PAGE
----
Presentation on theme: "Solar and Lunar Eclipses Any opaque body illuminated by the Sun casts a shadow. This includes Earth and the Moon. A shadow cast by Earth or the Moon is."— Presentation transcript:
Solar and Lunar Eclipses Any opaque body illuminated by the Sun casts a shadow. This includes Earth and the Moon. A shadow cast by Earth or the Moon is shaped like a cone that points away from the Sun. The dark inner portion of the shadow cone is called the umbra. The lighter outer portion of the shadow is called the penumbra. These shadows always exist, but we only notice them during an eclipse. An eclipse in space occurs when one object moves into the umbra or penumbra of another objects shadow. In other words, the object casting the shadow blocks the Suns light and keeps that portion of light from reaching the eclipsed object. The Sun, Moon, and Earth have to be aligned for an eclipse to occur. An eclipse within the system can be total or partial, depending on the degree to which the Sun, Earth, and Moon align.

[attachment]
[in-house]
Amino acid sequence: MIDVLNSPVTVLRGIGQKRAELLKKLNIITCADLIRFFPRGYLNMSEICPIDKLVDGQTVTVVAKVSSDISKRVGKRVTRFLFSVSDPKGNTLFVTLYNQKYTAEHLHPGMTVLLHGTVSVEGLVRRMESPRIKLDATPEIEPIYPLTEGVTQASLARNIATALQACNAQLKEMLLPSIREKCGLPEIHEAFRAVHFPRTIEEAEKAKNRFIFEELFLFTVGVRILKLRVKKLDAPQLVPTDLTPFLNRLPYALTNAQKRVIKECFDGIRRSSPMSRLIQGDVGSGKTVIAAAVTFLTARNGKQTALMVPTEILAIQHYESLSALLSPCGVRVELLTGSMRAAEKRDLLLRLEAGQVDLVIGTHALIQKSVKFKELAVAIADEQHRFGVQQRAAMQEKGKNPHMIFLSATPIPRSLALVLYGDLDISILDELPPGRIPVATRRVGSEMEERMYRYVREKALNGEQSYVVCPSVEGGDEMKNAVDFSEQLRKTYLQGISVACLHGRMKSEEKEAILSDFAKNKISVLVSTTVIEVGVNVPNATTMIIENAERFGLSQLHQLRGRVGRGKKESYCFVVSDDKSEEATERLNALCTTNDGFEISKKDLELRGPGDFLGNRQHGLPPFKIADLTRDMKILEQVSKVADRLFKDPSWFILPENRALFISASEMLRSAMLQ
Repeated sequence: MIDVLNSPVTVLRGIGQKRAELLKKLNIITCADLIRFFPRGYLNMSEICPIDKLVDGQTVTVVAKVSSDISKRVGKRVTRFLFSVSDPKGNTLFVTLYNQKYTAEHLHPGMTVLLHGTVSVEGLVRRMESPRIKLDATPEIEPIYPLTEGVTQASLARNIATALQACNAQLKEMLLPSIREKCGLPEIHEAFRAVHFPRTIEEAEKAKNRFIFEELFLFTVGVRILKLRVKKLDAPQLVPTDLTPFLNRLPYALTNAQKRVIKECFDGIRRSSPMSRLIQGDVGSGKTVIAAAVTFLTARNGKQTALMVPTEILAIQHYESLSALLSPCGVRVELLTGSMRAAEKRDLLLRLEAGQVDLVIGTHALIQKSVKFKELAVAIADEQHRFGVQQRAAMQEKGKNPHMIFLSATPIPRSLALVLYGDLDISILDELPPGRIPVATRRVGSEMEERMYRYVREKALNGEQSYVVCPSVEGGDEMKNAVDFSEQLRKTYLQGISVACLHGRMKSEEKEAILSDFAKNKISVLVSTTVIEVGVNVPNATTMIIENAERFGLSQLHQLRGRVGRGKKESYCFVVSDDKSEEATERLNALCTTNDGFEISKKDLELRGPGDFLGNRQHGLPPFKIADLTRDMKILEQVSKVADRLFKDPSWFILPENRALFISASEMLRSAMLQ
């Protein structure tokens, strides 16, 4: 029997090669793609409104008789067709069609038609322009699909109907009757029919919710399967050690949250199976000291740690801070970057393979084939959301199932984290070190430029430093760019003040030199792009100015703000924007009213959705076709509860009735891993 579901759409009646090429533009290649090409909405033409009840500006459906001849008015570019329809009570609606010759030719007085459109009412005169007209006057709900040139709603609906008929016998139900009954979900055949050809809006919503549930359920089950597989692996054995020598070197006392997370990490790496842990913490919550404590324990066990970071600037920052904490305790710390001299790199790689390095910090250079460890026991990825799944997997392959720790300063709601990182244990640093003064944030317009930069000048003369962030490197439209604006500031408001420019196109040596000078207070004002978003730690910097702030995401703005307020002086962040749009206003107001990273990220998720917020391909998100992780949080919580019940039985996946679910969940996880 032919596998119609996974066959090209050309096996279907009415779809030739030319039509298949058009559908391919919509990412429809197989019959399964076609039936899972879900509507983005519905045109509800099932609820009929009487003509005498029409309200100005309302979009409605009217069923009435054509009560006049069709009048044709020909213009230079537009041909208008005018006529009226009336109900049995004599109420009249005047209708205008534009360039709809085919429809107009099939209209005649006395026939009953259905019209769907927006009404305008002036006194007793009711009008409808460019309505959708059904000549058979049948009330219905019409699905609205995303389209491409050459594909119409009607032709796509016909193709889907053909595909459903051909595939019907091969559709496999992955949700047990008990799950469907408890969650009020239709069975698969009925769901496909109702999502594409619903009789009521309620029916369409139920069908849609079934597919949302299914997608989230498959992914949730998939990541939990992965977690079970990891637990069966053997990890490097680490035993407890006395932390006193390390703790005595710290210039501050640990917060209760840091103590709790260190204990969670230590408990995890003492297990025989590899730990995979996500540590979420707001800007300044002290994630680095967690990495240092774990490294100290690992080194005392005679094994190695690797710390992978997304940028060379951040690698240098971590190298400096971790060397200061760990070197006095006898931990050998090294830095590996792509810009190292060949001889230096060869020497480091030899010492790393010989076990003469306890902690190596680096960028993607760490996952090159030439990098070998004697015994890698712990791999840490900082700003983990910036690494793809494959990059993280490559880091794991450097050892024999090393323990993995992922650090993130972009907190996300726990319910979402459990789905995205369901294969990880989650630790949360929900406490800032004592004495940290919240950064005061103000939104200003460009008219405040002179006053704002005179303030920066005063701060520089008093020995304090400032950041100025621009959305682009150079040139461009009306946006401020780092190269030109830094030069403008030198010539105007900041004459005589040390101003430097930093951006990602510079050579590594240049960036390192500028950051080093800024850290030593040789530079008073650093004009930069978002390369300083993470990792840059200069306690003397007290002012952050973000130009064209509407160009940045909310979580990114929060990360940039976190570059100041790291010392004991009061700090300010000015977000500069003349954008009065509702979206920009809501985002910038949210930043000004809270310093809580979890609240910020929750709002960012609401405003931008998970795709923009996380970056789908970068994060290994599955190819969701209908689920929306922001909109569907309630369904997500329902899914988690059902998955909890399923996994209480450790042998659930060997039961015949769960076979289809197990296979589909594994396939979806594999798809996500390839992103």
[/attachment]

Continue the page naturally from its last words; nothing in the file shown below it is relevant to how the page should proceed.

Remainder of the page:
Lunar Eclipse When Earth casts a shadow on the Moon, Earth blocks the Suns light from the Moon. The result is a lunar eclipse. A lunar eclipse can occur only when the Moon is in its full moon phase. The types of lunar eclipses that can occur include the following: A total lunar eclipse occurs when the Moon passes completely into the umbra, or total shadow of Earth. A partial lunar eclipse occurs when the Moon does not fully enter the umbra. A penumbral eclipse occurs when the Moon passes through only the penumbra, or partial shadow of Earth. Penumbral eclipses are hardly noticeable because the shadow on the Moon is very faint. Even when the Moon is completely in Earths umbra, not all light is cut off from the Moon. This is because light is refracted and filtered through Earths atmosphere and illuminates the eclipsed full moon. During totality, when the Moon is completely in Earths umbra, we can see the effects of this refracted light in the Moons very faint reddish-orange glow. The degree of color and brightness of the eclipsed Moon during totality depends on the conditions of Earths atmosphere at the time.